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Inner Landscapes: Activists' Community-of-practice Part III.
Activist-Practitioners Share Practice Experiences
By Pamela Boyce Simms
“If you find yourself in a hole, stop digging.”* Will activists stop digging before interlocking global crises cascade to the point where the planet is unlivable? Can we let go of our 17th century understanding of the world long enough to recognize that cutting edge science has finally caught up with the ancient sages, and apply the combined wisdom in time to throttle up and out of the nose dive we’re in? The Inner Landscapes Activists’ Community-of-Practice invites early adopters to stop digging, let go of outworn causal assumptions, and live into non-duality.
Ancient contemplative traditions, quantum mechanics, neuroscience and digital physics offer the tools we need to take the evolutionary next-step in consciousness in service to a planet in travail. Will the numbers of people willing and able to apply the tools reach the critical mass, the tipping point prior to climactic cataclysm? Activist-practitioners offer their thoughts:Rob Brown: "Our practices (within the community of practice) are showing me that potential for “a way out” of unresourceful experience can be right there in that very experience, especially when we connect that experience to broader, more resourceful experiences.
I’m beginning to more deeply question what it means to act in the first place. We limit ourselves when our definitions of action don’t include deeper reflection and conscious connection with the basis of our being.
Making an analogy to political thought: If people can only be exploited because of the power we already exercise (there’s something to exploit in the first place), then similarly we can only experience pain/ fear/ trauma because of the consciousness we already are. But just as you can’t denounce the exercise of power in order to end exploitation, you have to expand your consciousness in order to fruitfully move beyond unresourceful experiences.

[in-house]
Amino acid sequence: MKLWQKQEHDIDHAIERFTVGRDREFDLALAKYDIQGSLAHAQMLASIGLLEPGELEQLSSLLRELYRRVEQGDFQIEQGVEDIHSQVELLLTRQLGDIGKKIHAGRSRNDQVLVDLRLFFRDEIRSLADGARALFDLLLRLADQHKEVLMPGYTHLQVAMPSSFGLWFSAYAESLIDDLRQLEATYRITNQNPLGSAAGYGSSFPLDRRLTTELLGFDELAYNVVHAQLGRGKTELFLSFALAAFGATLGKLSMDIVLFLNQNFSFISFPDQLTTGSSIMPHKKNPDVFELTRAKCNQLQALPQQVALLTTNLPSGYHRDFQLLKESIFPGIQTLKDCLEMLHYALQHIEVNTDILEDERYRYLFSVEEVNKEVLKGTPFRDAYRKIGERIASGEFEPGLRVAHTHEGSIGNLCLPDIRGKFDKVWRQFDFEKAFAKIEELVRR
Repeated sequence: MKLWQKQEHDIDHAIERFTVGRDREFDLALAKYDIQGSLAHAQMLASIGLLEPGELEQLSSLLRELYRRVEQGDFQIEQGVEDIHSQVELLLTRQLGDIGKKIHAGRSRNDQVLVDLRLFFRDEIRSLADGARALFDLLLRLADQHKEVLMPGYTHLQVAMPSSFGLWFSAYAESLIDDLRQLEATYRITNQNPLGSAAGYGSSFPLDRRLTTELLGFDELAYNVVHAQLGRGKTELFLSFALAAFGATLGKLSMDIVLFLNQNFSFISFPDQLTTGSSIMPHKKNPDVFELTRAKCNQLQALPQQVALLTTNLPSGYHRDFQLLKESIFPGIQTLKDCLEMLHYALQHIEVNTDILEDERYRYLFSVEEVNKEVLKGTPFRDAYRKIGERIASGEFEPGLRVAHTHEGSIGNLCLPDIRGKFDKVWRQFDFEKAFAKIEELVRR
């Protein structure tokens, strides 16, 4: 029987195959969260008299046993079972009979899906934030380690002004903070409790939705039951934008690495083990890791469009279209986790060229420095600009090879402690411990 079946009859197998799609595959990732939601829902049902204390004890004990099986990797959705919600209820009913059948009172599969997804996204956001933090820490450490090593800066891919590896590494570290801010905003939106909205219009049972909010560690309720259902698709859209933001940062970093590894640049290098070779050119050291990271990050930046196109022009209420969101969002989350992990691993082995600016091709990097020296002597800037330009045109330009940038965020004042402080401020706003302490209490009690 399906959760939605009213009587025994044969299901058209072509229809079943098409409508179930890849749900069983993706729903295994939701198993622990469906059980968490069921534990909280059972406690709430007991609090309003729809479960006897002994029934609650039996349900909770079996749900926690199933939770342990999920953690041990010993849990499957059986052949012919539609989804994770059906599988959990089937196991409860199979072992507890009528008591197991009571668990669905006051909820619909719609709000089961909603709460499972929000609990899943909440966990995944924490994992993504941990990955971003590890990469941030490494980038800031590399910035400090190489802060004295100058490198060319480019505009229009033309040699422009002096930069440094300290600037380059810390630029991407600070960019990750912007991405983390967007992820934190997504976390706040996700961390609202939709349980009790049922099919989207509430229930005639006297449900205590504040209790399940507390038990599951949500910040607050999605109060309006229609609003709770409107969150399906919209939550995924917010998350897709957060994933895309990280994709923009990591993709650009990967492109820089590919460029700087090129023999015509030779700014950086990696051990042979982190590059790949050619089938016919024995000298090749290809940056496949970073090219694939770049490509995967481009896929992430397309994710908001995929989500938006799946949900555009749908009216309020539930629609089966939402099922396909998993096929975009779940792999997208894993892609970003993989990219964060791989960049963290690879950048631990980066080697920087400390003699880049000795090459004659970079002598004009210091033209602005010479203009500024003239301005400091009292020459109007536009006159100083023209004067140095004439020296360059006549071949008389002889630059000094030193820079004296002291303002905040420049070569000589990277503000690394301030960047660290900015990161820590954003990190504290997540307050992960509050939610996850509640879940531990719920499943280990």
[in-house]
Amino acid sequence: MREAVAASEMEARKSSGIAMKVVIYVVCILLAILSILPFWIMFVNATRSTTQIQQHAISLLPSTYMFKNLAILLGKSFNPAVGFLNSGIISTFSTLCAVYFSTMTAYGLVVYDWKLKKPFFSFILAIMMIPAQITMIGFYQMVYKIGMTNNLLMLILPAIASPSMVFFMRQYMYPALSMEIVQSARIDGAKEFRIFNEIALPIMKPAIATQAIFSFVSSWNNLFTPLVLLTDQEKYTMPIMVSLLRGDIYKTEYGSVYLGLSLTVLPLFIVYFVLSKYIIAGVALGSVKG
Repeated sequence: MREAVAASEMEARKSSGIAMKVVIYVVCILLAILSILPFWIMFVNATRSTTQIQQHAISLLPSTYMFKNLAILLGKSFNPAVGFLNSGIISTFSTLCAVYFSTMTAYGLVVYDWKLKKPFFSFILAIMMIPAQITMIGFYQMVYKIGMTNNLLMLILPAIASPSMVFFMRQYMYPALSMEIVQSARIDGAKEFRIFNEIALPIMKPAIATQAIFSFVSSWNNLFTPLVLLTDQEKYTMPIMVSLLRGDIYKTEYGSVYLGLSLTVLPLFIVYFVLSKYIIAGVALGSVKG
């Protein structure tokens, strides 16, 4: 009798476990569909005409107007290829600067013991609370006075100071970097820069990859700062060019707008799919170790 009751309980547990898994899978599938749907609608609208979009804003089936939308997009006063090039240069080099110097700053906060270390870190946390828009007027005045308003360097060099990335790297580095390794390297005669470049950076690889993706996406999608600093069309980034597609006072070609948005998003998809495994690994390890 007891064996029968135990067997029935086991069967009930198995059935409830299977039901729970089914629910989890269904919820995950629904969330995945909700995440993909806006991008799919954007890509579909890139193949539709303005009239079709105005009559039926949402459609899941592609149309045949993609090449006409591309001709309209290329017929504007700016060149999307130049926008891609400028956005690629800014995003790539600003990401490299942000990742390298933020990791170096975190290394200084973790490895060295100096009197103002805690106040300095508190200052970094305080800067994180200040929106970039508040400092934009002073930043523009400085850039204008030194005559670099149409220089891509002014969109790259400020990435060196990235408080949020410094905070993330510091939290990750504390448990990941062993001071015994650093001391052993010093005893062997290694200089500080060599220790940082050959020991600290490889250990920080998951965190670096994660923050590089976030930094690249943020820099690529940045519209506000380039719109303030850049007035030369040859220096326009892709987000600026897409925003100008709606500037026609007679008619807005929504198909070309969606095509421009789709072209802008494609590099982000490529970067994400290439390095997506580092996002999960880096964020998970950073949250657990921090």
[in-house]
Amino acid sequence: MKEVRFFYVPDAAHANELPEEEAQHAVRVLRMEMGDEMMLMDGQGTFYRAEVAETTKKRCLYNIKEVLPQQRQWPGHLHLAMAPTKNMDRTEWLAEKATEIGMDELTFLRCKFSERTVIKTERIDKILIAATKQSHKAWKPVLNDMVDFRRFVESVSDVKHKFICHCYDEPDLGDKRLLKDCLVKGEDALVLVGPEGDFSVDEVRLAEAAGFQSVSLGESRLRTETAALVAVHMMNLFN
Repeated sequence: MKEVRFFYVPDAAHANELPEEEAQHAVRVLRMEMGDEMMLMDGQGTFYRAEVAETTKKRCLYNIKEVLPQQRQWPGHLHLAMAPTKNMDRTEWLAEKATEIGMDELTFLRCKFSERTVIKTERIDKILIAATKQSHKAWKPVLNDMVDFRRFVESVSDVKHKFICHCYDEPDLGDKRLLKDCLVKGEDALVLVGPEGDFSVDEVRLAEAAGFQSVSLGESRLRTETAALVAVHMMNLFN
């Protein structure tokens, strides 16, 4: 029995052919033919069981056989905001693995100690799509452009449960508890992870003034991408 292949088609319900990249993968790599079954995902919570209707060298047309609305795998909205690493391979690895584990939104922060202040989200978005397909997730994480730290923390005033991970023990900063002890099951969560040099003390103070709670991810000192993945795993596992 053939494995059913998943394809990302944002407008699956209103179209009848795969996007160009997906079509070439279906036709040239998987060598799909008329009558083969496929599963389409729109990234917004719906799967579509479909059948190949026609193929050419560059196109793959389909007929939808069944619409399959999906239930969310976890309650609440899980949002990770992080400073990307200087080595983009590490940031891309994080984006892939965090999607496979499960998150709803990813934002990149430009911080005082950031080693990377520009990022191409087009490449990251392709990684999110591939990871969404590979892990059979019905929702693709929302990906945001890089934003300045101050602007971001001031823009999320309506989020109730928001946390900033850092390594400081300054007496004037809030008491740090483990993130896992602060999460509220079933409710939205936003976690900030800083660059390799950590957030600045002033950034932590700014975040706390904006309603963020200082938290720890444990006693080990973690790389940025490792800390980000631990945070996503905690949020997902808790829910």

The old reductionist mindsets are the ones that gave us the lies that we’re at “the end of history”, that “there is no alternative” to how things are. To really get beyond that, we can’t adopt the same methods/ worldviews and expect different outcomes." Read more. —Rob Brown, is a Grassroots Economic Organizing (GEO) Editorial Collective Member.
Renee Descartes' mistaken declaration in 1637, "I think, therefore I am," powerfully aligned Western thought with the material, form-identified intellect and ego for the centuries that would follow. However we are fundamentally NOT the ego which is just an amalgam of meticulously maintained, habitual thoughts ruled by fear. Descartes didn’t delve deep enough. We are the awareness — the vast consciousness which is one with the field of universal intelligence behind the "avatar*-ego."
Yet most of 21st century activism and the socio-political analysis that underlies it is pervaded and driven by the sacred cow of 17th century rationalism. The radical polarization which is shredding our society epitomizes the dualistic thinking hatched in the Enlightenment Era yesteryear.